The Stranger was the only film made by Welles to have been a bona fide box office success upon its release.
In a July 1946 review, Bosley Crowther called it a "bloodless, manufactured show"; according to Crowther, Welles "gave no illusion of the sort of depraved and heartless creatures that the Nazi mass-murderers were. He is just Mr. Welles, a young actor, doing a boyishly bad acting job in a role which is highly incredible—another weak feature of the film. As a matter of fact, the writing of The Stranger, by Anthony Veiller, is the weakest thing about it—and that estimation includes another silly performance by Loretta Young as the killer's wife. For the premise is not only farfetched, but the whole construction of the tale relieves very soon all the mystery and suspense that such a story should have."
Fascism/Nazism and the film
Before The Stranger, Welles had shown an interest in the nature of Fascism and, especially, documentary footage of the concentration camps. In his column for The New York Post, Welles wrote that this documentary footage "must be seen" as an index of the "putrefaction of the soul, a perfect spiritual garbage" associated with what "we have been calling [...] Fascism. The stench is unendurable." (Welles, quoted in Heylin, 2005: 163; emphasis in original). Welles worked some of these preoccupations into the film: the film openly engages with the fallout of Fascism. In one striking scene Mr. Wilson shows Mary Longstreet some footage of the concentration camps. Mary sits in stunned silence, and Welles holds the camera on a close-up of Loretta Young as the light from the projector flickers across her face. In the scene Wilson says that Kindler "conceived the theory of genocide — mass de-population of conquered countries."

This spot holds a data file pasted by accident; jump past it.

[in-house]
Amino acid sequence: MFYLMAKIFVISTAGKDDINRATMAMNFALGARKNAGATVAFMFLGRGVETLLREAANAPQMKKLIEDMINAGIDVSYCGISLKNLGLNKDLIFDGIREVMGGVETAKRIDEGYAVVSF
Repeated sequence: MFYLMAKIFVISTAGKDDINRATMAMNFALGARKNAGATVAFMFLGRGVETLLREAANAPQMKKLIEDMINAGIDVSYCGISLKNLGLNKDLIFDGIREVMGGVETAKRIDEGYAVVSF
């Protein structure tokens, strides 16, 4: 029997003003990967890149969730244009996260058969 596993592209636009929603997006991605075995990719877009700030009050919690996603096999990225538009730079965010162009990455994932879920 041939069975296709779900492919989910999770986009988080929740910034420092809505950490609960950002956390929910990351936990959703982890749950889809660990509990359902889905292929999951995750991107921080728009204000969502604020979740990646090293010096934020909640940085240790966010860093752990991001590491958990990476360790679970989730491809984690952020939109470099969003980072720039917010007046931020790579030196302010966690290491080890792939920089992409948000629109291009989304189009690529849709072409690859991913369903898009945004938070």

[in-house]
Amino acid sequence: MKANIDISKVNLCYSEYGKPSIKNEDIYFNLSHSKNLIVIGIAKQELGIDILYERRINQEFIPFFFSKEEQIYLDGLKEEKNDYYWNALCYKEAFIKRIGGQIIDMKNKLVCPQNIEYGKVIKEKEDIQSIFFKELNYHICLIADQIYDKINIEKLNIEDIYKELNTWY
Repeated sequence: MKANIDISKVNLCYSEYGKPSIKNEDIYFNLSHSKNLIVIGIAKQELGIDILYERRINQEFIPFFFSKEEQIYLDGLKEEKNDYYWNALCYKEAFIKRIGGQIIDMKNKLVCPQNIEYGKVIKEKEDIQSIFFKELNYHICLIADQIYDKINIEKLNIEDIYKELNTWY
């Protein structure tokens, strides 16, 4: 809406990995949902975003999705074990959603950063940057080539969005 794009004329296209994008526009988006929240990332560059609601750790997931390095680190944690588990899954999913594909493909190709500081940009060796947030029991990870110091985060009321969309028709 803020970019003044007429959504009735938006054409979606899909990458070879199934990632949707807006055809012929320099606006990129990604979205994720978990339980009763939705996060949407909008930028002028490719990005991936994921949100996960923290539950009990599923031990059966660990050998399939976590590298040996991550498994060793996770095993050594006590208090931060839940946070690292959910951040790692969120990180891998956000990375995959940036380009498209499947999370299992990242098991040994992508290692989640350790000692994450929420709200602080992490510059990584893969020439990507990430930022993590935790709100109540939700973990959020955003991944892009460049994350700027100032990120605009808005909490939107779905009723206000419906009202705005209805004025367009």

In his Post columns, Welles wrote that the social reforms in post-war Germany would not eradicate Fascism; Nazi believers were "laying the fuel for another conflagration..." In one of the film’s strongest scenes, Mr. Wilson and Kindler/Rankin join the Longstreets for dinner. The dinner conversation turns to an article about social reforms in post-war Germany. Rankin asserts that the Germans will never give up their dream of world conquest — directly echoing the sentiment of Welles’ Post columns.
Long in the public domain, The Stranger received home video releases for many years, including a 2009 release by UK's Network DVD. An archival restoration was released on DVD and Blu-ray Disc by Kino Classics in October 2013. Kino's release was mastered from a 35mm print at the Library of Congress; the release includes audio commentary by Bret Wood. Death Mills (1945), a U.S. War Department documentary on the Nazi death camps directed by Billy Wilder — excerpts of which appear in The Stranger — is among the supplementary material. Other extras include four of Welles's World War II radio broadcasts: "Alameda" (Nazi Eyes on Canada, 1942), "War Workers" (Ceiling Unlimited, 1942), "Brazil" (Hello Americans, 1942), and "Bikini Atomic Test" (Orson Welles Commentaries, 1946).
- The Stranger at the American Film Institute Catalog. Retrieved on 2013-11-10.
- The Stranger, DVD#9_9346,Madacy Entertainment Group, Inc. 2002
- McCarthy, Gail (8 October 2010). "Return of 'The Stranger': Showing spotlights local man's restoration". Gloucester Times.
- Bawden, Jim Loretta Young Interview http://www.thecolumnists.com/Oscars2011/lorettayoung.html
- Crowther, Bosley (July 11, 1946). "The Stranger, With Edward G. Robinson, Loretta Young and Orson Welles...". Retrieved 2013-11-10.
- The Stranger at Rotten Tomatoes. Retrieved on 2013-11-10.
- Lewis, Paul (9 January 2009). "Stranger (The) - Sponsored Review". dvdcompare.net. Retrieved 2013-11-10.
- The Stranger at Kino Lorber, Inc. Retrieved 2013-10-05.
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- The Stranger is available for free download at the Internet Archive [more]
- The Stranger at the American Film Institute Catalog
- The Stranger at the Internet Movie Database
- The Stranger at AllMovie
- The Stranger at the TCM Movie Database